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Topics - Canuck In Denver

Pages: [1] 2 3 ... 62
General BOV Discussion / New BOT (Bug Out Trailer)
« on: July 11, 2018, 10:45:16 PM »
A while back I got a line on a very well maintained 5x8 V nose trailer, the V adds two feet to the length. It has only the one door on the rear, which I prefer to having one on the side. Inside width is a bit less than 5 feet but it is 6 feet at the walls and two inches higher down the center.

It was a construction trailer with roof racks, so I have a place to put canoes or what not. It did have shelves on one side, but I didn't like them so I took them out (they were too wide and wouldn't allow for a balanced load). I still have to put new shelves in, 12 inches wide on each side so I will still have nearly 3 feet between them. Originally I was going to space the shelves at 18 inches, but I've decided to put them at 2 feet. That will give me 3 shelves on each side. That will give me plenty of room to keep all of my camping (aka bug out) gear and still have room for other items should I have to bug out.

The old bug out trailer will have the enclosure removed so it won't be so top heavy and will just be a mini pickup box trailer, maybe I'll put on a cover of some sort... or maybe not.

Other Items / Wiggy's sleeping bag
« on: June 09, 2018, 12:19:38 AM »
The other weekend some friends and I had our annual camping trip, a bit shorter than usual. but still some time away. I bought a Wiggy's "Slumber Bag" rated for 50F since I wanted a summer bag. I slept in my tent as usual, on a cot with a thin foam mat instead of my usual memory foam pad. It rained for much of the weekend and it was damp at night when it wasn't raining. The temps were a little under 50F.

The first night I climbed in with a T-shirt and was a bit chilled, not cold but not toasty warm. Sleeping on my side it was my upper back, shoulder, chest area that was chilled while the rest was warm. I figure it was partially the open top since the bag doesn't have a hood and partially being a bit under the rating.

The next day it was rainy and a bit below the previous night's temp. Late in the afternoon I decided to take a nap and skipped the T-shirt. Not having the T shirt made an improvement, if the temp had been a degree higher I would have been toasty.

That night it was at best 45F when I crawled into bed (way past midnight) and I decided to grab a light fleece blanket I had and keep it over the sleeping bag. I made sure to really tuck it in around my shoulders. The fleece was a bit much, I was a bit past toasty, but I slept well anyway.

The sleeping bag is thin and light. In the compression sack it will be about the size of a basket ball. A thin twin sized fleece blanket is about the same weight and the same size in the compression sack. The sleeping bag is 36x84 with a listed weight of 2.75 pounds. My Coleman that has a similar rating and is 40x84 weighs quite a bit more and is much thicker.

All-in-all the temp claims were accurate. The insulation in all Wiggy's products will keep you warm even when wet, in fact the insulation will dry with your body heat. With everything else damp around me the sleeping bag was nice and dry when I woke up. I washed the sleeping bag when it got here, and I washed it after my camping trip, the insulation stayed right were it is suppose to unlike every other sleeping bag I've washed and I don't buy cheap sleeping bags.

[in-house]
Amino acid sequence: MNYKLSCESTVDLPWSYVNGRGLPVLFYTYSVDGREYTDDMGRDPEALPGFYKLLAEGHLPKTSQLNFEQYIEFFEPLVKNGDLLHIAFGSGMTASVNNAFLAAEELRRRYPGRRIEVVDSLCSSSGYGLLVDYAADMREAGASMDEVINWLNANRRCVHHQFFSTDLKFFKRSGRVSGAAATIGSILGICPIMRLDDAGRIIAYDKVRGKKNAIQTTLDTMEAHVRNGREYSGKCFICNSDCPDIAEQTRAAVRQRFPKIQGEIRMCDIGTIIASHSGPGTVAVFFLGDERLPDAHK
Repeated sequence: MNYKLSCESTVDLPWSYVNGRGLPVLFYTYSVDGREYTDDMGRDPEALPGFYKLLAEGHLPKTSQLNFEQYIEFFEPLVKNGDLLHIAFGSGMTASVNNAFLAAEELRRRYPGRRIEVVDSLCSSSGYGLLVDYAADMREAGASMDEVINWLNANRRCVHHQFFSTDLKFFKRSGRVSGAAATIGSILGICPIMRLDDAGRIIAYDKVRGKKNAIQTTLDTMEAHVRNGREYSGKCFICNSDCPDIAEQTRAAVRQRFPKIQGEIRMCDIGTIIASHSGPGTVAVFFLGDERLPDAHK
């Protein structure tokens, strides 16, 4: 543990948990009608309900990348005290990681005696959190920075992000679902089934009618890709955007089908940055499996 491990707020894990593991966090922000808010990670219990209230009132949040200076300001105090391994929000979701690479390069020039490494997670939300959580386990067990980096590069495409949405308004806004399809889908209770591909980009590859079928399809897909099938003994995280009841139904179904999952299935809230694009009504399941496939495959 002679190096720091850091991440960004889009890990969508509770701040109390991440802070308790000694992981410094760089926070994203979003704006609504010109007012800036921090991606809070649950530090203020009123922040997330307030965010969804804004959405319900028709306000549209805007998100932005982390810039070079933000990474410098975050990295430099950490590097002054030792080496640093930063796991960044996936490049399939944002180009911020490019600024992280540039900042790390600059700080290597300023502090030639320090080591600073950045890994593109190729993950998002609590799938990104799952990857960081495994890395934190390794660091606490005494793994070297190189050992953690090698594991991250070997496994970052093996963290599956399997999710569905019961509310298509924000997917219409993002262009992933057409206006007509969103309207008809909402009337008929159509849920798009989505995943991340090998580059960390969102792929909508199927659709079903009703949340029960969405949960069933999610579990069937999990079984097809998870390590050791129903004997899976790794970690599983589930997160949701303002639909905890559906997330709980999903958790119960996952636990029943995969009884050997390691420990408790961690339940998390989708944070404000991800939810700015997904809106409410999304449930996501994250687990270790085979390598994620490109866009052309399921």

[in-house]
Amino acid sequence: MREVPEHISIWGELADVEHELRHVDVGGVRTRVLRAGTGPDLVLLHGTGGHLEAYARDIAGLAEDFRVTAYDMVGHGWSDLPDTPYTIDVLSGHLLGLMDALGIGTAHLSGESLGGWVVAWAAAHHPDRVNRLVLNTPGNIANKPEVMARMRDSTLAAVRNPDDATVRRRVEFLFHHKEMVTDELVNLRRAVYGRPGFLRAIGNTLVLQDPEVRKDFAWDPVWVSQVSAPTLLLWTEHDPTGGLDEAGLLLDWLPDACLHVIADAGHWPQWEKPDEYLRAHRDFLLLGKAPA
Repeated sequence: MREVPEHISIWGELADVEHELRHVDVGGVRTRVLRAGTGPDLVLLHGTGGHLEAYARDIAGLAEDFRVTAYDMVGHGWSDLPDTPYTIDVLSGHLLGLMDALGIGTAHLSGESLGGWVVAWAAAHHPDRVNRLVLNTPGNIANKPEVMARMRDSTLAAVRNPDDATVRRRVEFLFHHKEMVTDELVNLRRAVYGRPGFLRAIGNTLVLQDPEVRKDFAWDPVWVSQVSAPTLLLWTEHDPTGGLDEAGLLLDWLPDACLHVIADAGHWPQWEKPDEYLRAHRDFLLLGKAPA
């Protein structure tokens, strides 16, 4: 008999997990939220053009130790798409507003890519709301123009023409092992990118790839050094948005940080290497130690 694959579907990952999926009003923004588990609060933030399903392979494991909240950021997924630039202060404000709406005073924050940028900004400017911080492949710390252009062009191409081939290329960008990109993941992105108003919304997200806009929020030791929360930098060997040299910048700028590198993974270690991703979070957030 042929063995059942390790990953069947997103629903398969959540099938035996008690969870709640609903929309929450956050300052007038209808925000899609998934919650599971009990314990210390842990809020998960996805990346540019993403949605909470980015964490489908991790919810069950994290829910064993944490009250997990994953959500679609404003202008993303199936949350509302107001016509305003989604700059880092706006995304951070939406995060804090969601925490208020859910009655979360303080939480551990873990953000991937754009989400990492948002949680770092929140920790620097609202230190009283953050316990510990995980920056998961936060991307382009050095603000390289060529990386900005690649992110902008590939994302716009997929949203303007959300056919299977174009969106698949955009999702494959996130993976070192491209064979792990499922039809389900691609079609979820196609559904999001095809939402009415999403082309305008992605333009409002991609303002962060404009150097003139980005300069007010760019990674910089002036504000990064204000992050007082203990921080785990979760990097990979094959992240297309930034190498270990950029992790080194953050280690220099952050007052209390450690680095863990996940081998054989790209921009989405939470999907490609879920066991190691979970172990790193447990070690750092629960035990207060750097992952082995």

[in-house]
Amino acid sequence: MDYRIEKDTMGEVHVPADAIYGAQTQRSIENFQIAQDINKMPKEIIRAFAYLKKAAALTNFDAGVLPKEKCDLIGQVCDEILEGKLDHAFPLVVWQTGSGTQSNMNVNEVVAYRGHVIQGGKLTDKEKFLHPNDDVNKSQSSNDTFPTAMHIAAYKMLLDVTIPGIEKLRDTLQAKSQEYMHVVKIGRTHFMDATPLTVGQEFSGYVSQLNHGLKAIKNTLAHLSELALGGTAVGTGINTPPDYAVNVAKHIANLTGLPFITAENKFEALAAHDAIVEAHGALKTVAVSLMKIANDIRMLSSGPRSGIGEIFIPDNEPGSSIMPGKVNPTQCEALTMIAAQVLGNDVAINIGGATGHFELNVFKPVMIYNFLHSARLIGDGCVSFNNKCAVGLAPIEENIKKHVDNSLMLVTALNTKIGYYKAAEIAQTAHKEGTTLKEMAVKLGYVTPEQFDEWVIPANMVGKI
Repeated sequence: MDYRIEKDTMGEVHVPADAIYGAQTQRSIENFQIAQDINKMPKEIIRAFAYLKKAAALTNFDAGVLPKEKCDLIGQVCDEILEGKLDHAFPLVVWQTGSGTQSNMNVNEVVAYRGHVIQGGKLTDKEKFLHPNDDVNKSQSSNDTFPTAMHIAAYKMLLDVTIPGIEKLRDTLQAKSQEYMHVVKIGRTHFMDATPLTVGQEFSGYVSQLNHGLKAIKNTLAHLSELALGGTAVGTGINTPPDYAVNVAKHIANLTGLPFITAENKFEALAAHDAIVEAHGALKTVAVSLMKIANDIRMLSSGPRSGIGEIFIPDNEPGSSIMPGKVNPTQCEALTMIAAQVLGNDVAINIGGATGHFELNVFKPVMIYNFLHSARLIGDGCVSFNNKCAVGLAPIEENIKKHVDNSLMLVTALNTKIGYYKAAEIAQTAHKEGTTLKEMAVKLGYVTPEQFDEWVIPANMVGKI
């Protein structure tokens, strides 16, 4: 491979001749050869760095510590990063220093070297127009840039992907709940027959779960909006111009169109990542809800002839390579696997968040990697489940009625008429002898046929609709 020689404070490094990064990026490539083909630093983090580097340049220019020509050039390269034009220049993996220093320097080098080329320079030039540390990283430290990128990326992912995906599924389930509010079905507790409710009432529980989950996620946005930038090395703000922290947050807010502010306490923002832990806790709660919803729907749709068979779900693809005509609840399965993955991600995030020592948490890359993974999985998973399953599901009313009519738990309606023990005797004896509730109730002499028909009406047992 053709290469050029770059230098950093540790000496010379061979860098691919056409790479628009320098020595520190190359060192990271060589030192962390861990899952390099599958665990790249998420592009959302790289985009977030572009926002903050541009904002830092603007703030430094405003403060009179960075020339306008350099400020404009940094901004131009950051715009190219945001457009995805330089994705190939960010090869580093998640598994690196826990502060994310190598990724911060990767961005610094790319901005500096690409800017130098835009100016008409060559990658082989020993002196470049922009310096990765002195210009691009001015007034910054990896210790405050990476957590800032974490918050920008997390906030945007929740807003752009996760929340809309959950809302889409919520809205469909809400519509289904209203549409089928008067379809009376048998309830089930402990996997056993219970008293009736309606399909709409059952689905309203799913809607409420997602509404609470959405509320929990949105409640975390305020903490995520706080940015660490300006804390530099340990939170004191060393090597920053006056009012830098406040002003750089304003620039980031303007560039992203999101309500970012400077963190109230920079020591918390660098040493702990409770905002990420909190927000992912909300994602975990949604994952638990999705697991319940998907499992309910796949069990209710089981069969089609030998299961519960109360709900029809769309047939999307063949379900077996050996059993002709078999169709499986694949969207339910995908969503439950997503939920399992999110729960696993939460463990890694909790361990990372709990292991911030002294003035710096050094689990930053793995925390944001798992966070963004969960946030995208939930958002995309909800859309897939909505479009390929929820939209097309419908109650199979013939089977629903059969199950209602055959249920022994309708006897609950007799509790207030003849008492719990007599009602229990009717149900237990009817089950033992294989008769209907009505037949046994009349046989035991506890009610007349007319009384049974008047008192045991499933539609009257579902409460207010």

I can say that I'm happy with the Wiggy's summer sleeping bag (Slumber Bag) and I will be buying one of his FTRSS systems for colder temps. The price is good for the quality and the lifetime warranty. Being able to wash the sleeping bags as often as I want and not have the insulation move is a major bonus.

A few years ago Minnesota started putting cable and post barriers in the median of the Interstate from Fargo east. The reasoning they out forward was to keep vehicles from crossing from one side to the other through the large area between lanes. On one side it is maybe four feet from the edge of the inside lane, on the other it is 16 or so feet. The past few winters has shown that they ain't that effective and mostly they just destroy cars that do actually make it through. It was a LOT of money for something that rarely happens, since the main time for people to hit the median is in winter... when there is so much snow in the median that they don't go far before getting stuck.

As they were putting them up I joked it was to keep people from turning around when they're bugging out once everything has gone to crap, and a guy would need a gas powered cut off saw to cut the cables and the steel posts.

Well, I recently got one locally for a steal of a price (under $50) for an older Stihl cut off saw. Yeah, the same ones you see construction crews using to cut concrete and asphalt.  I looked it over before getting it, and it starts but doesn't stay running. With those it could be the air filter or it could be the carb. In either case maximum cost is about $50 for a new carb. It hasn't been used much in I don't know how long, so chances are that a simple carb cleaning or just some good fuel in it will have it running in no time.

So now, no matter what the obstruction is I can cut it up and remove it. Plus I have one hell of a saw for cutting metal or dealing with tree stumps around the yard.

I think I'll keep a multi purpose blade on there that will allow me to cut wood, concrete, steel and anything else I need.

I was in the market for a new parka. My Cabela's down parka that I've had for years has started to lose loft in the shoulders and upper back. Cold spots are no fun. I tried washing it with down cleaner that is suppose to restore loft, but it can only do so much when the down itself starts to break down... thanks to the dry cleaner I took it to who said they could properly clean it. Anyway...